Suppose that you’re building an e-commerce platform and as part of the exercise, you need to come up with a new data architecture for inventory management. You need to support fast, transactional workloads to actually keep track of inventory in near real-time. The business would also like to be able to answer questions such as “based on historical data, when should we restock on widgets and gizmos?” and “who are the people that are buying widgets and generally, where are they located?” Your data architecture needs to support mixed workloads.
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*Where would you start? *
For the transactional component, you would likely realize that you need an operational database — that is, one that allows you to conduct read, write, and update operations on your data. This should make sense as you would need to not only know how many widgets you have in your inventory but also be able to update that number when a customer purchases a widget. And you’d also need to make sure that your data layer is able to serve up a consistent view of the data to any connected applications. Otherwise, your soon-to-be unhappy customers would find themselves putting items in their carts that are not actually available.
To support your transactional workload, there is no shortage of operational databases to choose from as the underlying technologies go back 40 years. For applications that need to handle a variety of data types and data structures, such as our inventory application, many companies have opted for newer non-relational options in lieu of relational databases such as Oracle, MySQL, or SQL Server.
This is because non-relational databases, which do not store data in rows and columns as relational databases do, offer more flexibility in their ability to ingest and process data of various formats and shapes, saving significant amounts of time and effort during both app development and iteration cycles. Designed to scale vertically (“get a bigger machine”), traditional relational databases also have a difficult time supporting distributed requests with low latency and can run into performance limitations. This could be problematic if we have geographically distributed customers or unexpected peaks in application usage.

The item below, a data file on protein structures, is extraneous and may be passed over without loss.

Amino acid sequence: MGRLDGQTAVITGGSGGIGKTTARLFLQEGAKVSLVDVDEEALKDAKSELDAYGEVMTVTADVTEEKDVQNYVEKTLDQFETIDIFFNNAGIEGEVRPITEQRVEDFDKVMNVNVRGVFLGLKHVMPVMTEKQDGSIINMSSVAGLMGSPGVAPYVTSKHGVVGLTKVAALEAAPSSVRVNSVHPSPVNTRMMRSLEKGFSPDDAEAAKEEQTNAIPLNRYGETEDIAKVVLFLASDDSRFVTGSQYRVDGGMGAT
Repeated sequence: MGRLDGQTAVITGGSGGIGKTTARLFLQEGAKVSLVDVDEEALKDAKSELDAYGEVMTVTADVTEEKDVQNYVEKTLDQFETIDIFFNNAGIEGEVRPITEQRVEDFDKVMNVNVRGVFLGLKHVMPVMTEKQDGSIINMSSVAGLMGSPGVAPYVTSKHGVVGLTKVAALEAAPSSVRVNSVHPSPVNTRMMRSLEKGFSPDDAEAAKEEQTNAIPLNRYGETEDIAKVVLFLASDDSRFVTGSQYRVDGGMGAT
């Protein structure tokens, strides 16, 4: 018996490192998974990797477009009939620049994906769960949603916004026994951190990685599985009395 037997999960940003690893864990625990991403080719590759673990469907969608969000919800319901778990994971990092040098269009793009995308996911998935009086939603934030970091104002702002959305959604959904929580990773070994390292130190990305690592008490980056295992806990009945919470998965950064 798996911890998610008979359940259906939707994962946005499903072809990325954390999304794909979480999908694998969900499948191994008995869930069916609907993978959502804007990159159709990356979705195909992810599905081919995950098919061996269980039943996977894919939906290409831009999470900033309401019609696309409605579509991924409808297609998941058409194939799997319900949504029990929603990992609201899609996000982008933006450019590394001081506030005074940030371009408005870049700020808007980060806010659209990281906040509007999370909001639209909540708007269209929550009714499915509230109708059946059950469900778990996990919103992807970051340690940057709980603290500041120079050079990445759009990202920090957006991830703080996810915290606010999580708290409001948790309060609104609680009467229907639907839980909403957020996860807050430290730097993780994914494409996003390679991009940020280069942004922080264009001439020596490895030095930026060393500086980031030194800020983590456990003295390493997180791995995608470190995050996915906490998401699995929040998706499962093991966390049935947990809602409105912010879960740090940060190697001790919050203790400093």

For the purposes of discussing data architectures to support mixed workloads, let’s compare implementation with two popular non-relational operational databases: DynamoDB, which is a non-relational database service developed at AWS; and MongoDB, one of the most popular non-relational databases. Mixed workloads with DynamoDB
DynamoDB is a fully managed cloud database service that stores data as a collection of key-value pairs in which a key serves as a unique identifier. Both keys and values can be anything, ranging from simple objects to complex compound objects. This makes the ingestion and persistence of a large variety of data far simpler compared to using a relational database.
However, for anything beyond simple queries such as the analytics we want our data architecture to support, AWS recommends that you use additional products such as Amazon EMR, Amazon Redshift, and others.
This is because the expressive power of the DynamoDB query language, or in simpler terms, the breadth of ideas that can be represented and communicated using DynamoDB’s query language, is somewhat limited. This quality is quite common amongst non-relational databases — sometimes referred to as “NoSQL” databases — which optimized for data model flexibility and scalability, oftentimes at the expense of core database functionality.
As you can tell from the recommended pattern above, data is stored in DynamoDB, then moved to Amazon EMR, which provides a managed big data framework, for processing. The data is then piped to Amazon Redshift, a managed data warehouse for aggregation. Finally, Amazon Quicksight, a business intelligence tool, can use the aggregated data to create charts and dashboards that business users can leverage.